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Do Any Nursing Jobs Require a BSN?

More and more nursing jobs require Bachelor of Science in Nursing (BSN) degrees as employers become convinced of the need for a highly educated nursing workforce. Nurses with BSN degrees have the skills and knowledge for many of the new opportunities available in healthcare. More education, according to some recently published research, typically improves patient outcomes and prepares nurses for the challenges in their careers.

More Nurses Seeking BSN Degrees

Nurses are noticing that the healthcare employment marketplace is requiring BSNs more than ever before. In response, many RNsĀ are seeking more education and enrolling in RN to BSN programs. In 2008, only 36 percent of nurses had at least a BSN, according to the American Association of Colleges of Nursing (AACN). By 2013, that figure rose to 55 percent. This increase in nurses earning BSN degrees occurred, in part, as a result of renewed employer commitments to hiring more BSN-educated nurses.

BSN programs teach courses in social science, critical thinking, leadership, communication and other areas. Nurses strengthen their clinical skills and acquire more training with help from mentors and instructors. Throughout the program, nurses grow professionally and challenge themselves as they learn.

BSN and Patient Outcomes

Hiring more nurses with BSN degrees improves patient outcomes and reduces mortality rates, according to recent research. A 2014 study published in Medical Care found that increasing the percentage of nurses with BSNs on staff by 10 percent reduced the risk of patient mortality by 10.9 percent. Another study, published in 2013 in the Journal of Nursing Administration, found that hospitals with more BSN-educated nurses had lower rates of patient mortality from congestive heart failure, shorter hospital stays and other improved patient health metrics. Other studies suggest fewer deaths, reduced risk of complications, improved health status and other benefits from having more nurses with BSN degrees on staff. With many patients needing acute care, having more nursing education can become even more vital for clinical settings. BSN programs provide nurses with the practical and theoretical skills needed to provide better care to patients.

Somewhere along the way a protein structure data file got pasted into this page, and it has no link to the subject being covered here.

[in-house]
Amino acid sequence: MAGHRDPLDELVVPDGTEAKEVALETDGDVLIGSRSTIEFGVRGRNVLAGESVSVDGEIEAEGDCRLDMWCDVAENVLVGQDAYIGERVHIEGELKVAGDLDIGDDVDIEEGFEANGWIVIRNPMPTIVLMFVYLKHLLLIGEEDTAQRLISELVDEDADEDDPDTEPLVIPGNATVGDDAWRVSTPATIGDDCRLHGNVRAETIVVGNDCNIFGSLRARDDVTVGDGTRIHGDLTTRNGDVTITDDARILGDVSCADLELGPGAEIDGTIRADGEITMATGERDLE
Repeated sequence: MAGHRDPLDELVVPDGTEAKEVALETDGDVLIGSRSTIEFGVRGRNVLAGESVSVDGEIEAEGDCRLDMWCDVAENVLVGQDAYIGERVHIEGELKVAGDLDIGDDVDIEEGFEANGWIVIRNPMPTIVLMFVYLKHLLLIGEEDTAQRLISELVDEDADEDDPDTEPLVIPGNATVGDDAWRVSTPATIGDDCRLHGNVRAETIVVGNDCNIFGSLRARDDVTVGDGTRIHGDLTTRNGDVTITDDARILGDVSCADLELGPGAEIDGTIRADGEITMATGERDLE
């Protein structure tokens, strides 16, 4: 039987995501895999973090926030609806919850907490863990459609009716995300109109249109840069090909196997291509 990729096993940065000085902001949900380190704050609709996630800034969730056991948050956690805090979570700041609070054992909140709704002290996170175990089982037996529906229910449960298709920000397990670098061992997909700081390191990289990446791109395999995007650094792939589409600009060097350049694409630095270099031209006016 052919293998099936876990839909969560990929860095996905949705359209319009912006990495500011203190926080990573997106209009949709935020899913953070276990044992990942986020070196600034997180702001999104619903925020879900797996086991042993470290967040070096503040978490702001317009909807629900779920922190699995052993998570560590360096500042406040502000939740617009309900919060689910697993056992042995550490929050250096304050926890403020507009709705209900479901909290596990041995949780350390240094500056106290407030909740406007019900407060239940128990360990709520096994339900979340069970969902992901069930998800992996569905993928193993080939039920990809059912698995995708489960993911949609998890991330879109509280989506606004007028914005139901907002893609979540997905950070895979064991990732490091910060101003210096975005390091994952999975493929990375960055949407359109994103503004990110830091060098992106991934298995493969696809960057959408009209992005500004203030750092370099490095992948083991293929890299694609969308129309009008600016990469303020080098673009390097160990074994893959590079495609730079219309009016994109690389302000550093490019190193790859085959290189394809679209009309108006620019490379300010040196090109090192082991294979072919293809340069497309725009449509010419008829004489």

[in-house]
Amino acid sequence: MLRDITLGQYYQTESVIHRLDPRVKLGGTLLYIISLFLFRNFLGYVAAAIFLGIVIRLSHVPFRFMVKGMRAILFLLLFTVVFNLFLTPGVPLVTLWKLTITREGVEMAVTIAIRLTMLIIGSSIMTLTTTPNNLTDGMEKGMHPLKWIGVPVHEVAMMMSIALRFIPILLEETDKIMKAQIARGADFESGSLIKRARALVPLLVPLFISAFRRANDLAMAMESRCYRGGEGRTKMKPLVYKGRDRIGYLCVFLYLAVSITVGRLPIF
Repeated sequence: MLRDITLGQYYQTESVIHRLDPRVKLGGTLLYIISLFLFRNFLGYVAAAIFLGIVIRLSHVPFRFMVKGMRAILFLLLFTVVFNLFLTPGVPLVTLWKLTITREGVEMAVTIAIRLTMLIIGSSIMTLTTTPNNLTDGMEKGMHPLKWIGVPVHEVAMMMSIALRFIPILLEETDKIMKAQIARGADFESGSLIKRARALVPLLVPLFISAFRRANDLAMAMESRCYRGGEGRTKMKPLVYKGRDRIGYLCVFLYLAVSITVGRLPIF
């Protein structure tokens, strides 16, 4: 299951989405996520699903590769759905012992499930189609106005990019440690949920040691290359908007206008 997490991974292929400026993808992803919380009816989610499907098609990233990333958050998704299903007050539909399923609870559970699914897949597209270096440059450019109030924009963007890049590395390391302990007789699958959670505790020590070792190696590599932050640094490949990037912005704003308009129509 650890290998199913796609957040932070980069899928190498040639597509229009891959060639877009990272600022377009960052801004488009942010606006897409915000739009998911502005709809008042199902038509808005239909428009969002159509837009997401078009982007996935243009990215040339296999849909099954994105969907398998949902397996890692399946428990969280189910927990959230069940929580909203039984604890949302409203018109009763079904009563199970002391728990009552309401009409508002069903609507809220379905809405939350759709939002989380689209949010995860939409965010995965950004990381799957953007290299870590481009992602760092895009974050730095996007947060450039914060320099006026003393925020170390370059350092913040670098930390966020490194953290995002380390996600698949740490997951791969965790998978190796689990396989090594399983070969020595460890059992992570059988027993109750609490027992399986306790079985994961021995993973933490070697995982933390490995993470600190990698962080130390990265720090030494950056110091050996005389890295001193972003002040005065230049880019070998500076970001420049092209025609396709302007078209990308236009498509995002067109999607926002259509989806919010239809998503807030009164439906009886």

Since the data appears to support increased education for nurses, more and more employers are requiring candidates to have BSN degrees before applying for nursing positions or seeking advancement. As early as 1965, the American Nurses Association (ANA) recommended a bachelor’s degree as the entry-level credential for nurses. Some lawmakers are even considering BSN requirements. The State of New York, for instance, has considered a “BSN in 10″ law that would require new nurses to obtain a BSN within the first 10 years of practice. New Jersey is considering a similar bill.

Nursing Jobs Requiring a BSN

Some nursing positions, such as leadership and educational roles, typically require additional education. These nurses have added responsibilities in addition to, or instead of, providing direct patient care. Nurses in leadership may manage nursing units or entire departments; others can serve in administrative positions. Nurses who want to teach at nursing colleges or become mentors to other nurses might also need education beyond the BSN. BSN degrees are becoming the basic qualification and starting point for nurses who plan to advance their careers as leaders, administrators and instructors.

In 2010, the Institute of Medicine — now known as the National Academy of Medicine — called for increasing the number of baccalaureate-prepared nurses in the workforce to 80 percent. The Veterans Administration (VA), the biggest employer of RNs in the United States, now requires BSN degrees for promotion from entry-level positions. Magnet hospitals must now require all nurse managers and leaders to hold a BSN degree or higher. Hospitals applying for Magnet status are required to show progress toward having 80 percent of nurses with BSNs.

BSNs Help Nurses Advance Their Careers

Earning a BSN degree can help you advance your career. Completing a bachelor’s program demonstrates commitment, skill and knowledge. The BSN degree helps nurses provide better patient care, so finishing this coursework can help nurses move into higher-paying positions with more professional responsibility. This degree can create more possibilities for nurses and help them offer better patient care.

Since research and clinical evidence support the idea that BSN nurses provide better care, more employers now require this degree for entry-level hires, and more nurses now earn additional education to advance their careers. A BSN is increasingly valuable in most healthcare settings. At the bachelor’s level, nursing schools teach advanced skills in leadership, research, communication, patient care and other areas. A BSN can make a difference for your career and help you get ahead as a nurse.

Learn more about Northeastern State’s online RN to BSN program.


Sources:

The New York State Senate: Senate Bill S2145

AACN: Creating a More Highly Qualified Nursing Workforce

AACN: Nursing Fact Sheet

The American Nurse: Have BSN? Will Hire

NursingLicensure.org: The Future of the Associate Degree in Nursing Program


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